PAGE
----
Mutual Fund Advisers Urged to Abandon Soft Dollars
Yet another group has added its voice to the call for soft dollar reform.
Last week, the Mutual Fund Directors Forum officially recommended that mutual fund independent directors prohibit their fundsí advisers from participating in soft dollar arrangements in trades for the funds. The position was announced in the groupís "Best Practices and Practical Guidance for Mutual Fund Directors."
"Ideally," said the Forum, the prohibition "should extend to both formal and informal soft dollar arrangements and to both proprietary research and third-party research." The group acknowledged that the prohibition would "likely have an economic effect on fund advisers and on trading practices" and that "long-established patterns in brokerage practices may come under pressure." It also noted that advisers that follow the recommendation and "eschew" soft dollar arrangements may be placed at a competitive disadvantage to advisers that continue to use soft dollars. "The reform contemplated by this recommended best practice would be more equitably instituted if achieved through a change in applicable law," noted the group.
Forum president Allan Mostoff told IM Insight that the soft dollar position "was the subject of spirited discussion by the members of the Working Group" that formulated the recommendation.
Thatís not surprising.
Taken to its logical conclusion, a flat prohibition on all fund soft dollar trades would mean that mutual funds could not trade through any full-service broker. Since ECNs offer commissions somewhere around 1 or 2 cents per share, the 5 or 6 cents typically charged by full-service brokerage firms requires an adviser to, technically speaking, pay up.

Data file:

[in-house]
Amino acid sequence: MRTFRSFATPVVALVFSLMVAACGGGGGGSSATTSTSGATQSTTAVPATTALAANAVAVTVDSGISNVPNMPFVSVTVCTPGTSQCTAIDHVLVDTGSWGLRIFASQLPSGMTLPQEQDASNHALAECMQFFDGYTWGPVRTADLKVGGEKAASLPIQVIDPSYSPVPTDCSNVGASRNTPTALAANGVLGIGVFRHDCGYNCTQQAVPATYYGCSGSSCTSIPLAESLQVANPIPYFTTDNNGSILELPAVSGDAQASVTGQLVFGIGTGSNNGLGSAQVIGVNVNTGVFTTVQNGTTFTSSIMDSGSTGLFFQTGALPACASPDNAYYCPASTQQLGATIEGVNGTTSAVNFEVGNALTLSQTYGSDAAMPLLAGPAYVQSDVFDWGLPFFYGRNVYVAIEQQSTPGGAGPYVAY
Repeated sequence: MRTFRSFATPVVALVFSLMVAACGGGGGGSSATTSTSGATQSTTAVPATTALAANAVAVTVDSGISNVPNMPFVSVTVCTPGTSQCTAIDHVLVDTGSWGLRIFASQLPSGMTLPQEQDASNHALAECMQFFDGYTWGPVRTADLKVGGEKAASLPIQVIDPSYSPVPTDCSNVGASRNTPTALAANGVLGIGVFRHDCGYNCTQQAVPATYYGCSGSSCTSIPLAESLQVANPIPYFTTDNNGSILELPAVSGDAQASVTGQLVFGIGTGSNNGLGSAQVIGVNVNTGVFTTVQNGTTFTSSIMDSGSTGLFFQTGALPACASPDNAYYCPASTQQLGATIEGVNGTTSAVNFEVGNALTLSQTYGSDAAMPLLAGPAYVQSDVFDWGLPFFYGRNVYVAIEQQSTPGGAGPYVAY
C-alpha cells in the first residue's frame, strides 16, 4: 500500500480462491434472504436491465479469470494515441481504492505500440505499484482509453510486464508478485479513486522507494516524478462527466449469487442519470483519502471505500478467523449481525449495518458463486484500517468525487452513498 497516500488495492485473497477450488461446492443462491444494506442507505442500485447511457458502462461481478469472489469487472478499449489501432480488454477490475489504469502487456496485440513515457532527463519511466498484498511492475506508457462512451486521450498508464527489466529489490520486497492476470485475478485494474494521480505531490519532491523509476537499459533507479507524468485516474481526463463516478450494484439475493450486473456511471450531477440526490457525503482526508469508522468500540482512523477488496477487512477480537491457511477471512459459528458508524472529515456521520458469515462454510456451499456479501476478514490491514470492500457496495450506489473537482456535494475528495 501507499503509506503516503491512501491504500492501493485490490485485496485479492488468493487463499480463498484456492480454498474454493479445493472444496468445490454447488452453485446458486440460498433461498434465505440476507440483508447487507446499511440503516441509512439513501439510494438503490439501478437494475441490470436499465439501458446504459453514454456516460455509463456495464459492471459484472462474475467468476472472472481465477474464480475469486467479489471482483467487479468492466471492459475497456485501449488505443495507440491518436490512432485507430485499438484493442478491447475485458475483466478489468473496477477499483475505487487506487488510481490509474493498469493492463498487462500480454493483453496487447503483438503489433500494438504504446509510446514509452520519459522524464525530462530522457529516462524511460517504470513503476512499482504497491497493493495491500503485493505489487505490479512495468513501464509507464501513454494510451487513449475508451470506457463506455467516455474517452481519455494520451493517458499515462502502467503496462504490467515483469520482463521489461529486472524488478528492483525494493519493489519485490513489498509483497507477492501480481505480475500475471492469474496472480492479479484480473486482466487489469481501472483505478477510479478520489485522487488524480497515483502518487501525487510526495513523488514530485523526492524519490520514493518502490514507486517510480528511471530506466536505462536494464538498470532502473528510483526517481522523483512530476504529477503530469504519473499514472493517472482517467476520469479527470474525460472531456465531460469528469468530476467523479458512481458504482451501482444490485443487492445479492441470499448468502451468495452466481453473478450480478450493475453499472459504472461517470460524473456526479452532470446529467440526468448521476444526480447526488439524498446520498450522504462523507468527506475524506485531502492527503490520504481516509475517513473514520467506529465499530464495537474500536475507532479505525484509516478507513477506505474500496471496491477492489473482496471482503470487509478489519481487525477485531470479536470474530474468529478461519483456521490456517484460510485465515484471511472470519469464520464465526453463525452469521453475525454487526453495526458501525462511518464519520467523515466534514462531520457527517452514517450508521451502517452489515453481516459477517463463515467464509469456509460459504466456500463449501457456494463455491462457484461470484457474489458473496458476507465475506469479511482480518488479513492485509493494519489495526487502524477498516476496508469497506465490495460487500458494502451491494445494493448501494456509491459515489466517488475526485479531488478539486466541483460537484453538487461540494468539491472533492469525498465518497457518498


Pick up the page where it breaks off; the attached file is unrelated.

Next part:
The soft dollar product or service? Wirehouse research.
A blanket prohibition on all soft dollar trades would mean that an adviser that ran fund trades through a full-service broker would have to return any research provided (or promptly toss it in the trash, as some have quipped) and generally refuse to avail itself of the non-execution "goodies" that the broker offers, such as access to analysts. That, of course, would be antithetical to many advisers, who might view it as a breach of their fiduciary duty to "leave money lying on the table" by not taking advantage of the full-service brokerís resources (already paid for by shareholder commissions).
Even if a fund adviser was bound and determined to shun all soft dollars, ECNs and alternative trading venues would seem to offer only a partial solution, since many large or complex trades require the skills of a full-service brokerage firm.
Of course, as some advocates of soft dollar reform might argue, a uniform imposition of a soft dollar ban by the mutual fund industry, spearheaded by independent directors, could put pressure on full-service brokerage firms to lower their commission rates from 5 or 6 cents a share down to the "true" cost of execution.